WASHINGTON: After five frustrating years mired in bureaucratic delays, Bahaudin Mujtaba and wife Lisa had hoped to finally bring the 10-year-old Afghan boy they're adopting to their home in Florida this year for a chance at a different future.
But with the collapse of the Afghan government, the couple is desperately trying to get the boy, Noman, on a flight out of Kabul -- going anywhere -- before the chance to leave disappears.
In the chaos following the Taliban takeover, Noman and another family tried to get to the airport Tuesday through clogged streets, checkpoints and gunfire but were forced to turn back.
Mujtaba, who spoke to the boy and the family early Tuesday, said they hope to try again to get to the airport Wednesday.
"I have tears in my eyes this morning and my wife has tears in her eyes," he said.
"I couldn't really say much else other than 'Go for it' and 'Be careful'."
The Taliban's dramatic takeover of Afghanistan has reverberated worldwide, and for families like the Mujtabas, the fallout has been swift, deeply personal and potentially life-altering.
Knowing the militant group is almost certain not to uphold the adoption agreements from the collapsed Afghan government, the American couple's best hope is to get the boy out, fast.
"Once they get to the airport, it's just a matter of waiting time. But it's a matter of waiting a few hours or a few days," Bahaudin Mujtaba said.
Noman is currently in the custody of another family trying to leave.
Maybe they can get the boy to a nearby country.
Wherever they go, he's willing to fly there and meet him.
"But the first goal is to get him out of Afghanistan safely," Mujtaba said.
It's unclear how many among the throngs of people trying to flee Afghanistan include potential adoptive children.
One other U.S. family, based in Indiana, is working with the same adoption agency as Mujtaba and is trying to get a 2-year-old boy out of the country.
Mary King, executive director of Frank Adoption Center in Wake Forest, North Carolina, is working with the families and said they had full permission from Afghan courts to bring the children to the U.S. and finalize the adoptions.
They were awaiting U.S. visas, but everything changed in the past few days.
"This all came about much faster than any of us anticipated, so we don't know," she said.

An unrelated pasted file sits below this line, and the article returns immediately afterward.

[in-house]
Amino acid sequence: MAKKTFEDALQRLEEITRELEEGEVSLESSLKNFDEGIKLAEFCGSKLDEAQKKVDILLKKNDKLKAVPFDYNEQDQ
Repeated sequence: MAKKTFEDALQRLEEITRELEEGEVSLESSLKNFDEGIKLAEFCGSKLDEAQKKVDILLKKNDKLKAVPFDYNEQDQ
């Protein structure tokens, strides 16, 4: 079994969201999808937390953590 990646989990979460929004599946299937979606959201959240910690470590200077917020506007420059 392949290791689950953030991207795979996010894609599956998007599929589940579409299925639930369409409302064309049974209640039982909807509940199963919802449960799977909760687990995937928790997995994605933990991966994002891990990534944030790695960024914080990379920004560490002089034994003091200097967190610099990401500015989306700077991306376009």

"We have put them on every list. We've filled out every form we've been told about. Their names are everywhere we can get them, as far as with the appropriate U.S. authorities. And so now we are waiting to hear what may happen next."
U.S. adoptions from Afghanistan are relatively rare compared with adoptions from other countries, according to State Department data.
From 1999 through 2019, 41 Afghan children were adopted by U.S. families.
That's far fewer than other countries in the region, including 148 children from Iran and 667 from Pakistan.
Other countries, like China, Ukraine and Colombia, have seen thousands of children adopted by U.S. families over the past two decades.
The process in Afghanistan required working through the Afghan Family Court, which limited the guardianship process to Muslim parents.
Families that receive permission from the court can then bring a child to the U.S. to finalise an adoption, according to the State Department.
But under Taliban rule, it's all but certain not to be permitted now, Mujtaba said, especially from a family based in the U.S. Mujtaba and his adoption agency have reached out to Florida Sen.
Marco Rubio's office for help.
Mujtaba has even offered to go to Afghanistan with the U.S. military, offering his familiarity with the language and culture in return for a chance to bring the boy home.
Rubio's office confirmed it is working with Mujtaba and the adoption agency but did not offer more details about what options the senator's staff was pursuing.
Mujtaba and his wife agreed to adopt Noman, a distant relative, after Mujtaba met him during a visit to Kabul five years ago.
"I just basically fell in love with this little boy. And based on hearing everything, then we knew we had the means and the motivation to help him," he said.
The child's mother died of cancer, leaving the boy with his adult brothers and elderly father who is unable to care for him.
Mujtaba described Noman as "a little boy who has big dreams."
He loves music, gets top grades in school and wants to become an engineer or a doctor -- a profession Mujtaba said the boy may be drawn to because he's had to meet with so many doctors.
Noman appears to have diabetes and other medical issues, possibly stemming from nutrition problems, but Mujtaba said it's not totally clear if the doctors in Afghanistan gave him the right diagnosis or the treatments.
"That's the environment, unfortunately, that you're in, in Afghanistan," he said.
"We're not really sure exactly what the problems might be, once we get here. He's fine for a period of time and then, unfortunately, he's not."
Mujtaba is an U.S. citizen who emigrated from Afghanistan 40 years ago.
After the Taliban was displaced two decades ago, he returned in 2005 to the country of his birth for the first time in 20 years.
He's visited Noman 10 times over the past years, staying three to five weeks at a time.
His wife, who is American, has never been to Afghanistan or met the boy in person because it seemed too dangerous to bring her, Mujtaba said.